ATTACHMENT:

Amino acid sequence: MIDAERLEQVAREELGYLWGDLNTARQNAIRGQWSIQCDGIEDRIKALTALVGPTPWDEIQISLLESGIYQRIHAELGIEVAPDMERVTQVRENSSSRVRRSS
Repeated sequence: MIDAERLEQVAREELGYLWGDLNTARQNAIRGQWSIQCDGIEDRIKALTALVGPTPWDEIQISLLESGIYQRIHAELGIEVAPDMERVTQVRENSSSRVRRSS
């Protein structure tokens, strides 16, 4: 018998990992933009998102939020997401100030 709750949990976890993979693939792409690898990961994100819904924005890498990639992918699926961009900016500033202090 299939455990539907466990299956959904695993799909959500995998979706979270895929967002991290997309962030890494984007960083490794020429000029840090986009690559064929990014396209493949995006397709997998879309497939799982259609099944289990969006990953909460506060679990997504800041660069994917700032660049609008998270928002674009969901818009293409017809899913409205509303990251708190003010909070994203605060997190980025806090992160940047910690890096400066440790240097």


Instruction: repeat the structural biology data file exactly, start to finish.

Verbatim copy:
Amino acid sequence: MIDAERLEQVAREELGYLWGDLNTARQNAIRGQWSIQCDGIEDRIKALTALVGPTPWDEIQISLLESGIYQRIHAELGIEVAPDMERVTQVRENSSSRVRRSS
Repeated sequence: MIDAERLEQVAREELGYLWGDLNTARQNAIRGQWSIQCDGIEDRIKALTALVGPTPWDEIQISLLESGIYQRIHAELGIEVAPDMERVTQVRENSSSRVRRSS
């Protein structure tokens, strides 16, 4: 018998990992933009998102939020997401100030 709750949990976890993979693939792409690898990961994100819904924005890498990639992918699926961009900016500033202090 299939455990539907466990299956959904695993799909959500995998979706979270895929967002991290997309962030890494984007960083490794020429000029840090986009690559064929990014396209493949995006397709997998879309497939799982259609099944289990969006990953909460506060679990997504800041660069994917700032660049609008998270928002674009969901818009293409017809899913409205509303990251708190003010909070994203605060997190980025806090992160940047910690890096400066440790240097």